After a disappointing second-round loss in the Big Ten Tournament last week, the Michigan women’s basketball team will get a chance to redeem itself in the WNIT.
The Wolverines will play host to America East Conference runner-up Stony Brook Friday evening, marking their fifth consecutive year participating in a postseason tournament.
The Seawolves (23-10) fell well short in their quest for their first-ever conference tournament championship, stumbling at the hands of top-seeded Albany, 70-46, on March 10.
Michigan coach Kim Barnes Arico spent her freshman year at Stony Brook, a Division III school at the time, in 1988-89 before transferring to Montclair State. The Seawolves’ leading scorers include Sabre Proctor, a 6-foot junior averaging more than 14 points per game, and Chikilra Goodman, a senior guard who averages 11.7 points and 3.3 assists per game.
Should the Wolverines advance, they would play host to the winner of Friday’s game between Duquesne and Mount St. Mary’s. Second-round games are scheduled for between Mar. 22 and Mar. 25.
Though game time hasn’t yet been announced for Friday’s first-round matchup, all eight Michigan’s weeknight home games this season started at 7 p.m. General admission tickets are $8 for adults and $4 for children, while Michigan students receive free admission with their Mcard.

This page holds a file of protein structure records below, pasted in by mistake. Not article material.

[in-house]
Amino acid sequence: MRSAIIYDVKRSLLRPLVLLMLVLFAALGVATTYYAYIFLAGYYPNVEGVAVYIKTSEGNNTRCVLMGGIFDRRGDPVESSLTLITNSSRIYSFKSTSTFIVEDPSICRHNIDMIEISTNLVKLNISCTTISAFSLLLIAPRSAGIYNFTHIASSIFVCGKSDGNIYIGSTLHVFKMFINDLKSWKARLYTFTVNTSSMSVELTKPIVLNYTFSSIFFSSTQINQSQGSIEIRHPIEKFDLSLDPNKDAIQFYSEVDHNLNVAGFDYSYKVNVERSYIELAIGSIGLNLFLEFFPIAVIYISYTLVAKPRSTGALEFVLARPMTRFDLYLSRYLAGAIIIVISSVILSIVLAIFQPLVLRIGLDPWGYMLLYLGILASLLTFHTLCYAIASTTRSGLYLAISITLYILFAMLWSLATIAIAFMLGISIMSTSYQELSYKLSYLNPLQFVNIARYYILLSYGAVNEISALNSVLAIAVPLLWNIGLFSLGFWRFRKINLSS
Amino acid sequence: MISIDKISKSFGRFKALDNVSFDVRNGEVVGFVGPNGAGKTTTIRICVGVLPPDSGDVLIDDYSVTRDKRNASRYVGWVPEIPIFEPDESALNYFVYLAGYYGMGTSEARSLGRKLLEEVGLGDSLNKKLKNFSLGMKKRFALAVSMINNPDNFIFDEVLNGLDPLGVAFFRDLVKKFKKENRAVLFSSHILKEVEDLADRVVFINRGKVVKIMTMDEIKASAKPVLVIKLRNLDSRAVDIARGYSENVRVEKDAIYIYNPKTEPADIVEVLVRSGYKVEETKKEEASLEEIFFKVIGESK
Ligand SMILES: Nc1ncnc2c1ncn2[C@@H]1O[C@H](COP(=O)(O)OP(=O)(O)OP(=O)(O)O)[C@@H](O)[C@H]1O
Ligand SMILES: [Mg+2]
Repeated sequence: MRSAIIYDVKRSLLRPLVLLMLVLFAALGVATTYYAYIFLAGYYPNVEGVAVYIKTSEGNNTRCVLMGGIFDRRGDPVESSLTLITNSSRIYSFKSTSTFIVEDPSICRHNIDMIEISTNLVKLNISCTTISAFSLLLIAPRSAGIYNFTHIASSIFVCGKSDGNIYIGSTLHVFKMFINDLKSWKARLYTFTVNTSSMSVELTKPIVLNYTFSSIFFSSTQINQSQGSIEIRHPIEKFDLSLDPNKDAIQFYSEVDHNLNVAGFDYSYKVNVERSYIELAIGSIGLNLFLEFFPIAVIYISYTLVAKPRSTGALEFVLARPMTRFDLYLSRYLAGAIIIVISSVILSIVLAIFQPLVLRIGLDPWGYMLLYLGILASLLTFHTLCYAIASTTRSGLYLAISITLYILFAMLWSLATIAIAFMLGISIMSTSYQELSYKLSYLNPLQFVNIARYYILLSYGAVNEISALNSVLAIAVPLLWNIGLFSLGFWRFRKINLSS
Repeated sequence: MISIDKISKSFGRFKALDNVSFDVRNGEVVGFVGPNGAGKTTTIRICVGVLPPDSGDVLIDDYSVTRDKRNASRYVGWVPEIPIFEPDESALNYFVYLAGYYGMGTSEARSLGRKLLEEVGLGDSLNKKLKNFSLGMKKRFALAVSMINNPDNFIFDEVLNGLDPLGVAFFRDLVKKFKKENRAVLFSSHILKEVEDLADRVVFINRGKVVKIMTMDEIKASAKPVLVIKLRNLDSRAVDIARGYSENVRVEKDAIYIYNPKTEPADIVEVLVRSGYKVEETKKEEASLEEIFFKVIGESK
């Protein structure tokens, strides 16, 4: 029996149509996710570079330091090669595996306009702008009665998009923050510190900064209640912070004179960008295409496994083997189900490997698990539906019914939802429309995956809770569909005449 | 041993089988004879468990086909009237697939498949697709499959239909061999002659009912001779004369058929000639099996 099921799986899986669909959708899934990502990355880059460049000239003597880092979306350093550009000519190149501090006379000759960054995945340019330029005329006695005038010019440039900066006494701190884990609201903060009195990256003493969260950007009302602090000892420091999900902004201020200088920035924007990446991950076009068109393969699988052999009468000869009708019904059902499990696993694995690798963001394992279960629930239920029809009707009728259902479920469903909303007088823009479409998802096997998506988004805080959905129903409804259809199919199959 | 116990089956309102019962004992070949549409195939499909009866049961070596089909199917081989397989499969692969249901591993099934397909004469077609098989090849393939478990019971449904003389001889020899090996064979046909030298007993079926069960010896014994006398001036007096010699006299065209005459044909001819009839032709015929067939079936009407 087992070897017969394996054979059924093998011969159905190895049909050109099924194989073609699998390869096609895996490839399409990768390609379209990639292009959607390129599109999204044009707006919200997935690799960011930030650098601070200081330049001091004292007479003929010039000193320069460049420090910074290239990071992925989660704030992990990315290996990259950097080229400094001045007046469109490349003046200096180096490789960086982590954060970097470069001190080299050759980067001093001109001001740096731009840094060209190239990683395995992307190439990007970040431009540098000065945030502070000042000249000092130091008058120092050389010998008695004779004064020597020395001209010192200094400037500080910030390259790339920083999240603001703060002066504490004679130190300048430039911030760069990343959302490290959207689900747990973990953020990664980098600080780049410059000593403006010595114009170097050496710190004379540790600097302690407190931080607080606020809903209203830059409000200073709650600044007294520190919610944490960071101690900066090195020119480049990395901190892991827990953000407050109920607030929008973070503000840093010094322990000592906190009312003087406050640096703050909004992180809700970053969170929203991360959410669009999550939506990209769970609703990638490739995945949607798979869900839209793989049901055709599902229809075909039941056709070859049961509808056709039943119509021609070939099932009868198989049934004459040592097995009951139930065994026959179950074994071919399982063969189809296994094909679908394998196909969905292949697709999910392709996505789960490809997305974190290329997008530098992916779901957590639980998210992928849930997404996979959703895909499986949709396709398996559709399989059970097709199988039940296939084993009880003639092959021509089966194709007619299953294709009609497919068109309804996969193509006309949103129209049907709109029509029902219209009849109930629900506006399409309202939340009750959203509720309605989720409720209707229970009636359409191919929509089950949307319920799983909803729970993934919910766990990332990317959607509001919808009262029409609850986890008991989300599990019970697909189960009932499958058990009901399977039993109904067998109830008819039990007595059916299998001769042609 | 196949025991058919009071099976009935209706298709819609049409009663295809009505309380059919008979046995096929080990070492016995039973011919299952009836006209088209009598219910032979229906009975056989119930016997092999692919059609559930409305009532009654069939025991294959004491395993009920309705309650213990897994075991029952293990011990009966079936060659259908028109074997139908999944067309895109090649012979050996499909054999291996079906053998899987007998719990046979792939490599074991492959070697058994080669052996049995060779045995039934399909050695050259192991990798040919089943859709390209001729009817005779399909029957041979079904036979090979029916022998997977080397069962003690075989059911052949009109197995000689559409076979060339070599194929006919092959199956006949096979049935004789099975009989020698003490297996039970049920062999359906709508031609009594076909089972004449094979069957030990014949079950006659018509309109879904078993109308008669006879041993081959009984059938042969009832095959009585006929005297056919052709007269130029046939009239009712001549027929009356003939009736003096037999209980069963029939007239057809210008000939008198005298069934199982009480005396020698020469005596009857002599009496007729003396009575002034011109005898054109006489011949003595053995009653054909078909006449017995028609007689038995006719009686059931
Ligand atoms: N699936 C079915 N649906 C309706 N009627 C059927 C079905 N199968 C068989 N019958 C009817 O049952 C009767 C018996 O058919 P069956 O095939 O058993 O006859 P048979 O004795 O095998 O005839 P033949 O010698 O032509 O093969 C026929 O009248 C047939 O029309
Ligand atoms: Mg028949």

The Wolverines missed out on a possible automatic bid to the WNIT, which is awarded to the team with the highest RPI in a conference after NCAA Tournament selections. Minnesota earned that honor instead, holding the tiebreaker over Michigan due to an 85-69 victory on Feb. 1 in the lone meeting of the season between the two schools.
But the Wolverines got an at-large bid and a home game anyway.
Other Big Ten schools receiving at-large bids were Northwestern and Indiana, leaving the conference four total representatives in the WNIT, to go along with five teams in the NCAA Tournament.
This year’s WNIT field is a strong one — of the 64 participating teams, 35 finished the regular season with at least 20 wins. The all-time record was set in 2013, when the field included 36 such teams.